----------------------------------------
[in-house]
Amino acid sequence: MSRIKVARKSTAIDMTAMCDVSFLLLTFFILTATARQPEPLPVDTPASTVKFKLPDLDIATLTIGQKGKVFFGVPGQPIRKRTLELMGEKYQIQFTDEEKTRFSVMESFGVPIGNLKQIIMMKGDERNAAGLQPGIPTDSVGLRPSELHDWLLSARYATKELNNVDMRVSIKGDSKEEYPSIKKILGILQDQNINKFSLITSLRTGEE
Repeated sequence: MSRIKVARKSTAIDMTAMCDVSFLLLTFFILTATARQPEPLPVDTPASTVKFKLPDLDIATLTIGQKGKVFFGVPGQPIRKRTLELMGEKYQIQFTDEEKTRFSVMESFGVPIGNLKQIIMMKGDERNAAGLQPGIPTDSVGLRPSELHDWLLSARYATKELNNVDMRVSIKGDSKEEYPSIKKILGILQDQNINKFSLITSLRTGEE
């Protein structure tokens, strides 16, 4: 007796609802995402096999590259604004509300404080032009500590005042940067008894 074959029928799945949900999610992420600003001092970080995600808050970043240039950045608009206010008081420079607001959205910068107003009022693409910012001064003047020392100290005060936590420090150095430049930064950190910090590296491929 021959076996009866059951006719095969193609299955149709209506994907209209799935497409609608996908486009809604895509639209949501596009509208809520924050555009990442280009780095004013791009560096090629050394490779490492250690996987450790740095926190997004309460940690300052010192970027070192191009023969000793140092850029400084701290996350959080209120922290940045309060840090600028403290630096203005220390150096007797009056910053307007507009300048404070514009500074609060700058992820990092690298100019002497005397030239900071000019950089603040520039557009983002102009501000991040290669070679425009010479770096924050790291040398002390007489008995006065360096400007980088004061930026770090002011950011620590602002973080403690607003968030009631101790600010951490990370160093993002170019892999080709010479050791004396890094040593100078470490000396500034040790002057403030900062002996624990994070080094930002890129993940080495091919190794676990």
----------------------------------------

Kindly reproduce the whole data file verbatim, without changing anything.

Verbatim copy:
[in-house]
Amino acid sequence: MSRIKVARKSTAIDMTAMCDVSFLLLTFFILTATARQPEPLPVDTPASTVKFKLPDLDIATLTIGQKGKVFFGVPGQPIRKRTLELMGEKYQIQFTDEEKTRFSVMESFGVPIGNLKQIIMMKGDERNAAGLQPGIPTDSVGLRPSELHDWLLSARYATKELNNVDMRVSIKGDSKEEYPSIKKILGILQDQNINKFSLITSLRTGEE
Repeated sequence: MSRIKVARKSTAIDMTAMCDVSFLLLTFFILTATARQPEPLPVDTPASTVKFKLPDLDIATLTIGQKGKVFFGVPGQPIRKRTLELMGEKYQIQFTDEEKTRFSVMESFGVPIGNLKQIIMMKGDERNAAGLQPGIPTDSVGLRPSELHDWLLSARYATKELNNVDMRVSIKGDSKEEYPSIKKILGILQDQNINKFSLITSLRTGEE
């Protein structure tokens, strides 16, 4: 007796609802995402096999590259604004509300404080032009500590005042940067008894 074959029928799945949900999610992420600003001092970080995600808050970043240039950045608009206010008081420079607001959205910068107003009022693409910012001064003047020392100290005060936590420090150095430049930064950190910090590296491929 021959076996009866059951006719095969193609299955149709209506994907209209799935497409609608996908486009809604895509639209949501596009509208809520924050555009990442280009780095004013791009560096090629050394490779490492250690996987450790740095926190997004309460940690300052010192970027070192191009023969000793140092850029400084701290996350959080209120922290940045309060840090600028403290630096203005220390150096007797009056910053307007507009300048404070514009500074609060700058992820990092690298100019002497005397030239900071000019950089603040520039557009983002102009501000991040290669070679425009010479770096924050790291040398002390007489008995006065360096400007980088004061930026770090002011950011620590602002973080403690607003968030009631101790600010951490990370160093993002170019892999080709010479050791004396890094040593100078470490000396500034040790002057403030900062002996624990994070080094930002890129993940080495091919190794676990």